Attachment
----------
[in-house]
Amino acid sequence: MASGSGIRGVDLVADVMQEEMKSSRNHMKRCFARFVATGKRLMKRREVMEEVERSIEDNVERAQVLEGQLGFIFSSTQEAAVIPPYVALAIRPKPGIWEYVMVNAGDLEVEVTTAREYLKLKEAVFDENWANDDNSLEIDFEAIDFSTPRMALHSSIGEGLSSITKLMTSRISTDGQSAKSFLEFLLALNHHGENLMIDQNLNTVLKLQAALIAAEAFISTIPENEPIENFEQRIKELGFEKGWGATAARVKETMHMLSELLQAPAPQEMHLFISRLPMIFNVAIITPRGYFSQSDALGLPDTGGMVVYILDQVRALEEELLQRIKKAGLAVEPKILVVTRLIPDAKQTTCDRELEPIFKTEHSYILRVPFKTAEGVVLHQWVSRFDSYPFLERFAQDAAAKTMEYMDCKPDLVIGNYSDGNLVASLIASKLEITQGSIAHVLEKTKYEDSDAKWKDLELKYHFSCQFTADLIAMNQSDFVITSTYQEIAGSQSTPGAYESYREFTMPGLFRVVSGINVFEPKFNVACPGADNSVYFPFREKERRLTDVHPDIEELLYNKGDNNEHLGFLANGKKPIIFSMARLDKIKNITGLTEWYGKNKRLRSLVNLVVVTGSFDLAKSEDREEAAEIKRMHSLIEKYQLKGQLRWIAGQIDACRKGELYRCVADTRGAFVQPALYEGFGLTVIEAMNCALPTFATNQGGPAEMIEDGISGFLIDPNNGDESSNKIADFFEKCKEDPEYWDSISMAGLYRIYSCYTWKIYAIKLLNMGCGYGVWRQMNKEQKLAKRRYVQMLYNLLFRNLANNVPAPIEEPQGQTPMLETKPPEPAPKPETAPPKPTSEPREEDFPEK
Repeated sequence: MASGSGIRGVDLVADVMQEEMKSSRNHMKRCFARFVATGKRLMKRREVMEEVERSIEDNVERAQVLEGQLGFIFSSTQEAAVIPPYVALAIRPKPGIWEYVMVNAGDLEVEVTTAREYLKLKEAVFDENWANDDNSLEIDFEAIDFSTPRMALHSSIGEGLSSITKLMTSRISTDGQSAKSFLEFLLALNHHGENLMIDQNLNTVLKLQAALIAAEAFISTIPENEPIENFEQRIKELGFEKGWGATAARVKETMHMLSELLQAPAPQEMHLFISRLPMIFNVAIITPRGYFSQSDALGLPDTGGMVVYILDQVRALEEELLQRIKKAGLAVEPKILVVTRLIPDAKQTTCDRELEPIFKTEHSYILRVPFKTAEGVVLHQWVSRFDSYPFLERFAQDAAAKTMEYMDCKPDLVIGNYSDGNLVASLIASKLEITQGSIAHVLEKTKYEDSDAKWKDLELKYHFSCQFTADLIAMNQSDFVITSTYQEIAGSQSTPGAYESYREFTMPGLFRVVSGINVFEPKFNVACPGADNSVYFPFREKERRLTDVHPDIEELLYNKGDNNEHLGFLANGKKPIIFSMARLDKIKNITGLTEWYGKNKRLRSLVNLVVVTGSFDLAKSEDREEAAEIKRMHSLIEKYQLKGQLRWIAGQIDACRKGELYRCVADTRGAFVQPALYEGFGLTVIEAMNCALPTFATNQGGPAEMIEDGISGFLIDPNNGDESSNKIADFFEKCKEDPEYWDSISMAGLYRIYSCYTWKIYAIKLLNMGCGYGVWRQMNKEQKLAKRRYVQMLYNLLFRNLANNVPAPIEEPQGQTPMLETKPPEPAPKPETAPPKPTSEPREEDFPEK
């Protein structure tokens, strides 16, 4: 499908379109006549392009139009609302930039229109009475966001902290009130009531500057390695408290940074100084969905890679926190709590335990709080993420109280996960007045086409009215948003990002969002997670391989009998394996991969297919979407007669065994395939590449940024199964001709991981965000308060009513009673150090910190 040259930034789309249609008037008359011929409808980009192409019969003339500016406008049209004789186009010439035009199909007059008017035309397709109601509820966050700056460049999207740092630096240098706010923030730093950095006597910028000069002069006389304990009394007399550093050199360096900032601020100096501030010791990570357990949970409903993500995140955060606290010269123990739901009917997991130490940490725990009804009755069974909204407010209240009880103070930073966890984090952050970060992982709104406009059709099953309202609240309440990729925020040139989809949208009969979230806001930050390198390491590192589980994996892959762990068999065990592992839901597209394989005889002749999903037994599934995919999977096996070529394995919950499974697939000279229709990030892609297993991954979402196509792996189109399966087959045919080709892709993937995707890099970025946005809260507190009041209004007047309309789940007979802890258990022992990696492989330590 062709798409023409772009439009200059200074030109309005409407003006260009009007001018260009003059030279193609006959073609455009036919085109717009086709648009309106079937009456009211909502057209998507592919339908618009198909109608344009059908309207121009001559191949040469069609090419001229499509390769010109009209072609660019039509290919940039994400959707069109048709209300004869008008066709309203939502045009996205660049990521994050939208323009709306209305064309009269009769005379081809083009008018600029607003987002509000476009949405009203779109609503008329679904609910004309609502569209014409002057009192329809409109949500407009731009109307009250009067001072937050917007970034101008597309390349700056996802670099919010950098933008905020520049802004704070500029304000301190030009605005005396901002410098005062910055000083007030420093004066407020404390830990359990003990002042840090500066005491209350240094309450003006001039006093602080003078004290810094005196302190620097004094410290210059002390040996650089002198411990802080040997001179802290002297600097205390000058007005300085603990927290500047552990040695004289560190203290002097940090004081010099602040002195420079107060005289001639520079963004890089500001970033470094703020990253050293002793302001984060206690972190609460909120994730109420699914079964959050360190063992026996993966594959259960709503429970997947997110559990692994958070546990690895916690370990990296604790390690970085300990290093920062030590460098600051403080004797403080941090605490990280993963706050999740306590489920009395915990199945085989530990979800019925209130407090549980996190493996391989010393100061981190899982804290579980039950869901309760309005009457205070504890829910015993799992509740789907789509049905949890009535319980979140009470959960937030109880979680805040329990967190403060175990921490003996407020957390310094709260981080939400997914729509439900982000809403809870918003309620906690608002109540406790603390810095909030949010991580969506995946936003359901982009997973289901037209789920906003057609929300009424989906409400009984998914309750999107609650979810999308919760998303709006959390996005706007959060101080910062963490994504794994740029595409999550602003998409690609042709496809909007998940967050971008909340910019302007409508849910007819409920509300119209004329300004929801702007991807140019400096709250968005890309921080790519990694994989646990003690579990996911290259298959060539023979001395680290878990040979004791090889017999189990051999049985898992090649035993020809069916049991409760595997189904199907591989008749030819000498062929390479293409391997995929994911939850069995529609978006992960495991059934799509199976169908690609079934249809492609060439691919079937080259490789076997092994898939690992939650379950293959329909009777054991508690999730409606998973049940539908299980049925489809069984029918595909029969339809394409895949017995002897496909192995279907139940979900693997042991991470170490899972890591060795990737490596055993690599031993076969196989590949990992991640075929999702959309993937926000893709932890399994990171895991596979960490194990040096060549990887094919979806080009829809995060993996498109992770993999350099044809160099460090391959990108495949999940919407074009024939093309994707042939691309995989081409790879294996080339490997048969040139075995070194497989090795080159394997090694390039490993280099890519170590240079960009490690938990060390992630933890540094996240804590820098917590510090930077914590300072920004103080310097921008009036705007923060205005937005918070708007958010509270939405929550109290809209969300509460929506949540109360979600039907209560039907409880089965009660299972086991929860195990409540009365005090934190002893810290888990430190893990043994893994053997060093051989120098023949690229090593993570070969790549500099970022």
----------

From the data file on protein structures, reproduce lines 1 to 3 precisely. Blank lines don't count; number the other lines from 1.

[in-house]
Amino acid sequence: MASGSGIRGVDLVADVMQEEMKSSRNHMKRCFARFVATGKRLMKRREVMEEVERSIEDNVERAQVLEGQLGFIFSSTQEAAVIPPYVALAIRPKPGIWEYVMVNAGDLEVEVTTAREYLKLKEAVFDENWANDDNSLEIDFEAIDFSTPRMALHSSIGEGLSSITKLMTSRISTDGQSAKSFLEFLLALNHHGENLMIDQNLNTVLKLQAALIAAEAFISTIPENEPIENFEQRIKELGFEKGWGATAARVKETMHMLSELLQAPAPQEMHLFISRLPMIFNVAIITPRGYFSQSDALGLPDTGGMVVYILDQVRALEEELLQRIKKAGLAVEPKILVVTRLIPDAKQTTCDRELEPIFKTEHSYILRVPFKTAEGVVLHQWVSRFDSYPFLERFAQDAAAKTMEYMDCKPDLVIGNYSDGNLVASLIASKLEITQGSIAHVLEKTKYEDSDAKWKDLELKYHFSCQFTADLIAMNQSDFVITSTYQEIAGSQSTPGAYESYREFTMPGLFRVVSGINVFEPKFNVACPGADNSVYFPFREKERRLTDVHPDIEELLYNKGDNNEHLGFLANGKKPIIFSMARLDKIKNITGLTEWYGKNKRLRSLVNLVVVTGSFDLAKSEDREEAAEIKRMHSLIEKYQLKGQLRWIAGQIDACRKGELYRCVADTRGAFVQPALYEGFGLTVIEAMNCALPTFATNQGGPAEMIEDGISGFLIDPNNGDESSNKIADFFEKCKEDPEYWDSISMAGLYRIYSCYTWKIYAIKLLNMGCGYGVWRQMNKEQKLAKRRYVQMLYNLLFRNLANNVPAPIEEPQGQTPMLETKPPEPAPKPETAPPKPTSEPREEDFPEK
Repeated sequence: MASGSGIRGVDLVADVMQEEMKSSRNHMKRCFARFVATGKRLMKRREVMEEVERSIEDNVERAQVLEGQLGFIFSSTQEAAVIPPYVALAIRPKPGIWEYVMVNAGDLEVEVTTAREYLKLKEAVFDENWANDDNSLEIDFEAIDFSTPRMALHSSIGEGLSSITKLMTSRISTDGQSAKSFLEFLLALNHHGENLMIDQNLNTVLKLQAALIAAEAFISTIPENEPIENFEQRIKELGFEKGWGATAARVKETMHMLSELLQAPAPQEMHLFISRLPMIFNVAIITPRGYFSQSDALGLPDTGGMVVYILDQVRALEEELLQRIKKAGLAVEPKILVVTRLIPDAKQTTCDRELEPIFKTEHSYILRVPFKTAEGVVLHQWVSRFDSYPFLERFAQDAAAKTMEYMDCKPDLVIGNYSDGNLVASLIASKLEITQGSIAHVLEKTKYEDSDAKWKDLELKYHFSCQFTADLIAMNQSDFVITSTYQEIAGSQSTPGAYESYREFTMPGLFRVVSGINVFEPKFNVACPGADNSVYFPFREKERRLTDVHPDIEELLYNKGDNNEHLGFLANGKKPIIFSMARLDKIKNITGLTEWYGKNKRLRSLVNLVVVTGSFDLAKSEDREEAAEIKRMHSLIEKYQLKGQLRWIAGQIDACRKGELYRCVADTRGAFVQPALYEGFGLTVIEAMNCALPTFATNQGGPAEMIEDGISGFLIDPNNGDESSNKIADFFEKCKEDPEYWDSISMAGLYRIYSCYTWKIYAIKLLNMGCGYGVWRQMNKEQKLAKRRYVQMLYNLLFRNLANNVPAPIEEPQGQTPMLETKPPEPAPKPETAPPKPTSEPREEDFPEK